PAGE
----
Australia’s mining sector will find it a little harder to attract foreign investment from China from now on. China’s State Assets Supervision and Administration Commission (SASAC) has released a new set of rules for state-owned companies, including regulations for individual executives, to hold them accountable for foreign investments that go wrong.
It should be said that this won’t put a stop to investments from China that make sense, it’ll just mean there’s more caution. The two most prominent examples of investments that China would rather not have made are the CITIC Pacific Sino Iron project, the costs of which have blown out from $US2.5 billion to $US7.1 billion, and the second phase investment in Sinosteel Midwest project that’s been binned after too many complications.
As expected, Ten Network chief executive James Warburton had nothing more to say about the potential sale of outdoor advertising business EYE Corp. Given that suitors have to put their bids in within days, it can’t be long until we’ve got some firm news.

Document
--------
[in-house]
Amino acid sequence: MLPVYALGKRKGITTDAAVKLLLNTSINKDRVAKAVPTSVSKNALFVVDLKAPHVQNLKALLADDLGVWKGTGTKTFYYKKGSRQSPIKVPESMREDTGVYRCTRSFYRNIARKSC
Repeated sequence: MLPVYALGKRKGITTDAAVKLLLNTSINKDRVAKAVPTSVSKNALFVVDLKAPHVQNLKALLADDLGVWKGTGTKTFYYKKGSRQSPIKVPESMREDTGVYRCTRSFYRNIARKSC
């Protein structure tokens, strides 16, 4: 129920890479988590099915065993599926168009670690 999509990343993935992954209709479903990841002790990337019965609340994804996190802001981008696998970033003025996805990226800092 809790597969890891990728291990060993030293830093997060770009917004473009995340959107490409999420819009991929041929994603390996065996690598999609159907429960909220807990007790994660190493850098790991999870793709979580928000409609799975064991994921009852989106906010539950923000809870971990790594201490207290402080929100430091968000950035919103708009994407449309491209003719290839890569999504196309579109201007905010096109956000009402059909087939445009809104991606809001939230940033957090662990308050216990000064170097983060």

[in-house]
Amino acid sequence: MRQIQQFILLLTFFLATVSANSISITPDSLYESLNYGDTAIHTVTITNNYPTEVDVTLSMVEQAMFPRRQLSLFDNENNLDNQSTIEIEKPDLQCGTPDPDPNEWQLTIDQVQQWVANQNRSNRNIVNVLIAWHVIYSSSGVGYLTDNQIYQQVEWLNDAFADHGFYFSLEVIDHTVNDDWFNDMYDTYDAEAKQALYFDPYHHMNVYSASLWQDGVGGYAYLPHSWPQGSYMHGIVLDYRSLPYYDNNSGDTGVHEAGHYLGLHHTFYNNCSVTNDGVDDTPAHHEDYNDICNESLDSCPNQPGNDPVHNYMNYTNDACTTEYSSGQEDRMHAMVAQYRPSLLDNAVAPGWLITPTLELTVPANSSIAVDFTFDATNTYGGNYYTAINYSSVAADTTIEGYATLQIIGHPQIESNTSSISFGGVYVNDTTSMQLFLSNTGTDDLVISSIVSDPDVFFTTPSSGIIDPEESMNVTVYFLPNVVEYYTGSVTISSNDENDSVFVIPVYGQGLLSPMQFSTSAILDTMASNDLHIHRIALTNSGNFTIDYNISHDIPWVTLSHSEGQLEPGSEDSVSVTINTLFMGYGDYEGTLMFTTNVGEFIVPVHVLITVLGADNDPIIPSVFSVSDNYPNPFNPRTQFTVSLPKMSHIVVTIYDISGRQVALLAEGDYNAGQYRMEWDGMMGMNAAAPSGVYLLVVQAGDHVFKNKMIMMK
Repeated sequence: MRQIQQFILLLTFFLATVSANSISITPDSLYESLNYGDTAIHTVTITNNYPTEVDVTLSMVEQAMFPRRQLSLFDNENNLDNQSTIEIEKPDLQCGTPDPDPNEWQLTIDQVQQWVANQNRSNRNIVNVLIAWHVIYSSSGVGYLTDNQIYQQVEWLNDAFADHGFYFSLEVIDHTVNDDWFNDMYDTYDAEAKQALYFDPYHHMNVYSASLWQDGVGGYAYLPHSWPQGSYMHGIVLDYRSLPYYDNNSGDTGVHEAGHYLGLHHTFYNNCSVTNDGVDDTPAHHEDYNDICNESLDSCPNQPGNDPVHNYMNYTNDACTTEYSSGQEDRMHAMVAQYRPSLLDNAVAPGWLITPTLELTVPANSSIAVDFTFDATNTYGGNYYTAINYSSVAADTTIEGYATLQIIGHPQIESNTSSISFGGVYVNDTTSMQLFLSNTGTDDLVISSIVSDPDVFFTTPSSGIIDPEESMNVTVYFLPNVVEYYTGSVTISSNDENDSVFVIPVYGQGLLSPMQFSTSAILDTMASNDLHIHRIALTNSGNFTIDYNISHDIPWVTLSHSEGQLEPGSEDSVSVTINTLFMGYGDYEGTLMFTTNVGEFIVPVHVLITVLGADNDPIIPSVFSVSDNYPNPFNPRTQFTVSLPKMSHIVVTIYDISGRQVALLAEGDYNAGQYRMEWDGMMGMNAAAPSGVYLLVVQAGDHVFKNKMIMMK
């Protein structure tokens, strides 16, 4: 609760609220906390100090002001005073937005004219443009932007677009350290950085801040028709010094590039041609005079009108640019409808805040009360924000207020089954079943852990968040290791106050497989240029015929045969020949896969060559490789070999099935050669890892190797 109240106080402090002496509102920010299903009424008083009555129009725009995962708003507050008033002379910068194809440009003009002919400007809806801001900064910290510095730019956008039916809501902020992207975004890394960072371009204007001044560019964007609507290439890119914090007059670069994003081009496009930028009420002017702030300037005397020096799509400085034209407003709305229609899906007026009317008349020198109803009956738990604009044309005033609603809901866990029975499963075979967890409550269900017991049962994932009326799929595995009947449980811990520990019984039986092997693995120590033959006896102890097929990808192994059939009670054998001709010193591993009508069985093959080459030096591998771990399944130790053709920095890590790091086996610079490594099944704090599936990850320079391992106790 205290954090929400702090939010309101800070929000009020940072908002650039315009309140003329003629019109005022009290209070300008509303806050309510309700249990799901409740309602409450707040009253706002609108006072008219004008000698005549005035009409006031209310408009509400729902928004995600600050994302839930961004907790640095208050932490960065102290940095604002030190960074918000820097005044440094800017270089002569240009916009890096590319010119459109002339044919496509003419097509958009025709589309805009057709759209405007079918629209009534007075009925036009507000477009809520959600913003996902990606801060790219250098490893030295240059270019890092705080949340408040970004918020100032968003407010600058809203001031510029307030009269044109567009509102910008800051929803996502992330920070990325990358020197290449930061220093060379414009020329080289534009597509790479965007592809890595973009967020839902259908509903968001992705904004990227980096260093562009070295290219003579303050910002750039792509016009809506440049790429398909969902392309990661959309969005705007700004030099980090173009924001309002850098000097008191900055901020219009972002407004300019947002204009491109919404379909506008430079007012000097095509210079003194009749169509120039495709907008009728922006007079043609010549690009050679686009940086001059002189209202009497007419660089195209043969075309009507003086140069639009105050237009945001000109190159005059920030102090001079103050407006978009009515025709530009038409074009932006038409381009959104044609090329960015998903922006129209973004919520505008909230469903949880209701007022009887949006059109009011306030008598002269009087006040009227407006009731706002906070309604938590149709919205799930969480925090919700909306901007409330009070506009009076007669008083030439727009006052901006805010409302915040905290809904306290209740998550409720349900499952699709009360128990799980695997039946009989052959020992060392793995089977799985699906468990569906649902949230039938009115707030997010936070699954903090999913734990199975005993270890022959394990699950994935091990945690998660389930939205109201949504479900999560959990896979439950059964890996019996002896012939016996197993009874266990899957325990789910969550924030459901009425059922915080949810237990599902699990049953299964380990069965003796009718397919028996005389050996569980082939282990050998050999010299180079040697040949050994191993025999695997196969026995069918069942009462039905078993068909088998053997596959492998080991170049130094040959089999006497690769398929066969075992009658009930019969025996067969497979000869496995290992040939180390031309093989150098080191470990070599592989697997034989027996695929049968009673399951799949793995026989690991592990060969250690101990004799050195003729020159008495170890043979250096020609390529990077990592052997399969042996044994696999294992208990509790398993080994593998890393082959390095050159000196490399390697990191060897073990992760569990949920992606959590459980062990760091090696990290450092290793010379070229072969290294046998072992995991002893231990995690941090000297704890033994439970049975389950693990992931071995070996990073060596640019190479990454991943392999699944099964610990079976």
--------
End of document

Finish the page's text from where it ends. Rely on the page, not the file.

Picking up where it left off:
Spotless Group says it will voluntarily audit the accounts of over 1,000 employees to make sure they’re being paid properly. The move, which could increase costs a fraction, comes amid chatter earlier this month that suitor Pacific Equity Partners (PEP) might increase its $711 million offer. Speaking of private equity targets, Pacific Brands shares have slumped significantly amid market speculation that Kohlberg Kravis Roberts nor anyone else are particularly interested anymore. Indeed, things have gone quiet at PacBrands, but The Australian Financial Review suggests that because UBS is still restricted from making a recommendation on the stock, it could be that the investment bank is working with another suitor. Given that KKR is working with Macquarie, it’d have to be another player.
And finally, speculation is increasing that CSL could be pondering an overseas bid. The company has a record of returning funds to shareholders, so many investors will see this news with some scepticism. But the strength of the Australian dollar gives CSL a window to turn the currency differentials into a positive.